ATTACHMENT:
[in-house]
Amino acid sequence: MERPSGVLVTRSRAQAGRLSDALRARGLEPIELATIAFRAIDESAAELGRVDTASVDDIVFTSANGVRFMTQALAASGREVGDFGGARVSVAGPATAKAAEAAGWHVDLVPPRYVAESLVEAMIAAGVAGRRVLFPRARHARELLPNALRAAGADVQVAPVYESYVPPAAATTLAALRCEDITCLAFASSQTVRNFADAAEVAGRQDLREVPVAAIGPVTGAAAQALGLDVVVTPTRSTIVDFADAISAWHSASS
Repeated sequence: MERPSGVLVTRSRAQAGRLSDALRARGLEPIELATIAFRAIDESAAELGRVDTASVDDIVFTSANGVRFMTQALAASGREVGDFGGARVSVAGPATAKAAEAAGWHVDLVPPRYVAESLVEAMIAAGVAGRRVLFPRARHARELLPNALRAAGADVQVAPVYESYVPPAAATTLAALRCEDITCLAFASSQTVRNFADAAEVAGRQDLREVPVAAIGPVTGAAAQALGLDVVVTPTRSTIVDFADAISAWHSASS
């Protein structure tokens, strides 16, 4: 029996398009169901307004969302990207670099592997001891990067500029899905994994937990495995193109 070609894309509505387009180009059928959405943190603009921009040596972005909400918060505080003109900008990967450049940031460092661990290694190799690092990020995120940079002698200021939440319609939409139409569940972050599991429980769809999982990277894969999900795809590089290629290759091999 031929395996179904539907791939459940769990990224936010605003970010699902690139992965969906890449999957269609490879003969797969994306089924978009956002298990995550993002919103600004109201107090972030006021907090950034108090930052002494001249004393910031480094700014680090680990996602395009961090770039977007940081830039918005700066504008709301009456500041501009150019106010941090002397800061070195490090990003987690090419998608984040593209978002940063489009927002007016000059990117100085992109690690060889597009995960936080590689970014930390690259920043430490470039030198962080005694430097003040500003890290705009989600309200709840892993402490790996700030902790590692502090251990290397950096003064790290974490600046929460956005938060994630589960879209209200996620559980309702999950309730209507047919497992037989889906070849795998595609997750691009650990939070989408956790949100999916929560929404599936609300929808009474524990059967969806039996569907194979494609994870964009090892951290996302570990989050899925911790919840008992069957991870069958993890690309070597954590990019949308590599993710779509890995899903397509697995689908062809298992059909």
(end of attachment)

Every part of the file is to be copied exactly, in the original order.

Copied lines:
[in-house]
Amino acid sequence: MERPSGVLVTRSRAQAGRLSDALRARGLEPIELATIAFRAIDESAAELGRVDTASVDDIVFTSANGVRFMTQALAASGREVGDFGGARVSVAGPATAKAAEAAGWHVDLVPPRYVAESLVEAMIAAGVAGRRVLFPRARHARELLPNALRAAGADVQVAPVYESYVPPAAATTLAALRCEDITCLAFASSQTVRNFADAAEVAGRQDLREVPVAAIGPVTGAAAQALGLDVVVTPTRSTIVDFADAISAWHSASS
Repeated sequence: MERPSGVLVTRSRAQAGRLSDALRARGLEPIELATIAFRAIDESAAELGRVDTASVDDIVFTSANGVRFMTQALAASGREVGDFGGARVSVAGPATAKAAEAAGWHVDLVPPRYVAESLVEAMIAAGVAGRRVLFPRARHARELLPNALRAAGADVQVAPVYESYVPPAAATTLAALRCEDITCLAFASSQTVRNFADAAEVAGRQDLREVPVAAIGPVTGAAAQALGLDVVVTPTRSTIVDFADAISAWHSASS
């Protein structure tokens, strides 16, 4: 029996398009169901307004969302990207670099592997001891990067500029899905994994937990495995193109 070609894309509505387009180009059928959405943190603009921009040596972005909400918060505080003109900008990967450049940031460092661990290694190799690092990020995120940079002698200021939440319609939409139409569940972050599991429980769809999982990277894969999900795809590089290629290759091999 031929395996179904539907791939459940769990990224936010605003970010699902690139992965969906890449999957269609490879003969797969994306089924978009956002298990995550993002919103600004109201107090972030006021907090950034108090930052002494001249004393910031480094700014680090680990996602395009961090770039977007940081830039918005700066504008709301009456500041501009150019106010941090002397800061070195490090990003987690090419998608984040593209978002940063489009927002007016000059990117100085992109690690060889597009995960936080590689970014930390690259920043430490470039030198962080005694430097003040500003890290705009989600309200709840892993402490790996700030902790590692502090251990290397950096003064790290974490600046929460956005938060994630589960879209209200996620559980309702999950309730209507047919497992037989889906070849795998595609997750691009650990939070989408956790949100999916929560929404599936609300929808009474524990059967969806039996569907194979494609994870964009090892951290996302570990989050899925911790919840008992069957991870069958993890690309070597954590990019949308590599993710779509890995899903397509697995689908062809298992059909």